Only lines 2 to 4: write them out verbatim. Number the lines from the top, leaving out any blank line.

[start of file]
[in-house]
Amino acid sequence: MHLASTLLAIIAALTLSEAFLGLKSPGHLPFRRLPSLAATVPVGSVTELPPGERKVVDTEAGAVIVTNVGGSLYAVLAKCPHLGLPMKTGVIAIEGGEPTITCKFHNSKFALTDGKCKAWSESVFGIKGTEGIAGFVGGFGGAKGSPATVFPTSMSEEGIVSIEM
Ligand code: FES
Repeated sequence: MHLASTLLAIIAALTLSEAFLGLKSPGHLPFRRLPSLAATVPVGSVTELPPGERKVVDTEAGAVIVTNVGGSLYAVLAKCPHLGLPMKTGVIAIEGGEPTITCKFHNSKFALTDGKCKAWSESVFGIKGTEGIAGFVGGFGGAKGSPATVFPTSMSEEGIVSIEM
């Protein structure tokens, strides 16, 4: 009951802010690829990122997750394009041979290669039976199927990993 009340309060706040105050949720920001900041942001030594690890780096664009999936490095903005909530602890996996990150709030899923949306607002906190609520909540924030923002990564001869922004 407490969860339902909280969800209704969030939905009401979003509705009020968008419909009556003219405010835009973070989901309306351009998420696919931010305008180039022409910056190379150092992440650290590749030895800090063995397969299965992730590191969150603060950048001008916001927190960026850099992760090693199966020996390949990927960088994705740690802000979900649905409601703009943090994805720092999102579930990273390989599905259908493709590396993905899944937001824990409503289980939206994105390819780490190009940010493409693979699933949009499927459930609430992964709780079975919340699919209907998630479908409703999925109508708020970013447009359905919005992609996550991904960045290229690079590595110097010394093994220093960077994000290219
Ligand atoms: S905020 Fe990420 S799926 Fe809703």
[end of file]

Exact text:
Amino acid sequence: MHLASTLLAIIAALTLSEAFLGLKSPGHLPFRRLPSLAATVPVGSVTELPPGERKVVDTEAGAVIVTNVGGSLYAVLAKCPHLGLPMKTGVIAIEGGEPTITCKFHNSKFALTDGKCKAWSESVFGIKGTEGIAGFVGGFGGAKGSPATVFPTSMSEEGIVSIEM
Ligand code: FES
Repeated sequence: MHLASTLLAIIAALTLSEAFLGLKSPGHLPFRRLPSLAATVPVGSVTELPPGERKVVDTEAGAVIVTNVGGSLYAVLAKCPHLGLPMKTGVIAIEGGEPTITCKFHNSKFALTDGKCKAWSESVFGIKGTEGIAGFVGGFGGAKGSPATVFPTSMSEEGIVSIEM